by Greg Rucka, Nicola Scott, Chiara Arena, and Jodi Wynne; Image Comics
Black Magick is a supernatural detective noir story from Greg Rucka, Nicola Scott, Chiara Arena, and Jodi Wynne. In it, Rowan Black, is a Portsmouth police detective and secretly a real life witch. The comic opens with Black, being called away from a ritual with her coven when a hostage taker requests her by name. Black confronts the madman to find he is magically controlled and that some sort of powerful enemy is hunting witches. It's a well constructed, atmospheric read that uses a muted take on the supernatural and a sense of mundane realism to construct a compelling story world. Black Magick Vol. 1 is a promising introduction more than a standalone story, but is worth a look for the quality of the artwork and for getting in on the story to come. Hopefully, there will be more soon.
Black Magick is also worth talking about because of how it uses spot colouring to signify magic and because it contains a pretty cool little lesson in lettering. I'll try and explore both below.
There will, as always, be *SPOILERS*
Black Magick is another comic that uses colour as a visual signifier of magic and the supernatural. I've written about this before in Dr. Strange and Phonogram, but I think it's worth briefly touching on how colour is used in Black Magick. Unlike the aforementioned comics, which use bright, eye popping colours on sparse black-and-white compositions to represent the mystical world only Dr. Strange sees or to show the magical, pop-music fuelled battle between self-loathing Phonomancers, Black Magick uses colour to subtly layer magical elements and artifacts into its world. The comic, while largely black and white is sumptuously shaded to create a textured, realistic world that has a kind of noir seriousness. Against this greyscale palette, the muted, judicious bursts of colour stand out as visual oddities, violations of the baseline comic world. Basically, a visual metaphor for magic. At the same time the subtly of the application of colour makes this magic feel humble and well grounded. It's a choice that sets the magic of Black Magick up as a supernatural but serious in an otherwise realistic world. It's a judicious and effective choice.
The other thing about Black Magick that I think is worth unpacking is lettering. Specifically I want to look at a really, great example of lettering as storytelling guide and contrast that with a place where lettering breaks down where the same trick would have been useful. Mostly, because it's a great lesson in lettering. But before I throw I delve into that, I would like to just take a second to point out that the lettering in Black Magic is largely invisible, which is to say, quite good. It is clear to read, doesn't infringe unnecessarily with the underlying artwork, and occasionally helps steer the reader through the page. It does it's job seamlessly.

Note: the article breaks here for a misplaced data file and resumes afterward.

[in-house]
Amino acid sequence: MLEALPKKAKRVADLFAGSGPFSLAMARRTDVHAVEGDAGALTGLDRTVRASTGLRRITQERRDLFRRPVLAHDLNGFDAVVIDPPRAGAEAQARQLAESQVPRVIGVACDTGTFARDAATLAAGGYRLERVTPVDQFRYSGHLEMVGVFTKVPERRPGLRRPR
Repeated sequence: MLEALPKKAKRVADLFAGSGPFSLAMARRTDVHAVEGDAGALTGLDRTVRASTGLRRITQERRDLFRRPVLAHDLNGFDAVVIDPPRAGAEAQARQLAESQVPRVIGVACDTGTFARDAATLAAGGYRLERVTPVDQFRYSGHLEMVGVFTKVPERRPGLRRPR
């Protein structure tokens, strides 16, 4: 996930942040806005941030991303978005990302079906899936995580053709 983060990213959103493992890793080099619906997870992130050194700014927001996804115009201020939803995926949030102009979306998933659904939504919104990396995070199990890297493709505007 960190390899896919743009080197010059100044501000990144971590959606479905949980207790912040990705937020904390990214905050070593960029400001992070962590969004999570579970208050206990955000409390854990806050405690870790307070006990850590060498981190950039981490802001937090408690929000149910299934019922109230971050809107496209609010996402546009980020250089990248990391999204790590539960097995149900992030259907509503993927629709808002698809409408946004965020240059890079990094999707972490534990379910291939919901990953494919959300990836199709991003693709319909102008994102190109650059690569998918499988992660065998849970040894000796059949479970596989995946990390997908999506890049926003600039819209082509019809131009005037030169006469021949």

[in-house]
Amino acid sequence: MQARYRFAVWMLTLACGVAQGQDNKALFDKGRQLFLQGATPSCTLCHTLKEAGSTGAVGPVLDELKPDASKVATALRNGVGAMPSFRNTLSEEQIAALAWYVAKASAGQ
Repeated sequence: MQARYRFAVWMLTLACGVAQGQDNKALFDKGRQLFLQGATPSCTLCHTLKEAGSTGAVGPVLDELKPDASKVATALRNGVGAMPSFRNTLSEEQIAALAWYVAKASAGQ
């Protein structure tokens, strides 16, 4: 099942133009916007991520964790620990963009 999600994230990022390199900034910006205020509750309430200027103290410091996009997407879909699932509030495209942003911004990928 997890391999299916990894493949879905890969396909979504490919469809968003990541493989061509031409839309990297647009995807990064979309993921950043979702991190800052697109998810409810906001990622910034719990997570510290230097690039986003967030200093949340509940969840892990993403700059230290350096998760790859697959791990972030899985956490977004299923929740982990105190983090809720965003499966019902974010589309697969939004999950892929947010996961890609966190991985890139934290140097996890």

I really like the lettering in the middle section of this page. The cool feature of the lettering here is that one of the speech balloons is positioned so that it overlaps the panel gutter and breaks into the preceding panel. This means that this chunk of lettering is the first thing the reader encounters in this panel as they carriage return into the panel along a nice clear path of speech balloons. This allows the reader to instantly parse an unorthodox reading order of speech balloons in the panel without any ambiguity. It also... there is this thing in visual storytelling, mainly film, called the 180 rule. The 180 rule posits that it the perspective of a scene shouldn't flip between cuts. Or put another way, characters on the left side of the screen or panel should typically stay on the left and characters on the right should keep to the right. The idea being that rotating the perspective is a little confusing and requires the reader or viewer to expend mental energy keeping track of characters instead of just absorbing the story. (There are obvious caveats and limitations to this, like in Pretty Deadly where the perspective is spun to create a sense of chaos and confusion.) Anyway, what's cool about the lettering here is that the attention carrying speech bubble helps execute a 180 perspective change that is absolutely seamless to read. It's carried off so well that unless a reader is a nutbar like me, they probably just breezed right through this page. Which is pretty excellent storytelling.
Okay, if you are still with me on this deep dive into lettering, Black Magick also has an example where the same lettering trick isn't used and where storytelling breaks down slightly. In the above page the transition from the large central panel (which has great lettering BTW) into the lower panels creates a moment of ambiguity. It isn't immediately clear if the reader should treat the speech bubbles from left-to-right as per the normal sequence, or if they are meant to read the first panel they encounter on the carriage return entering the panel like in the above sequence. It's a moment where the reader has to spend time figuring out the correct reading order instead of just absorbing the story, which is not optimal. The correct order is to read the panels in reverse order, going right-to-left, and I think this could have been made instantly clearer by having the speech bubble break into the preceding panel like above. If this was done the correct speech bubble would gain instant visual primacy and inform the reader on the right order. Which all goes to show how just how finicky a craft lettering must be to get right.
So there you have it, a great little lesson on the power of lettering using a great example and a missed opportunity in Black Magick Vol. 1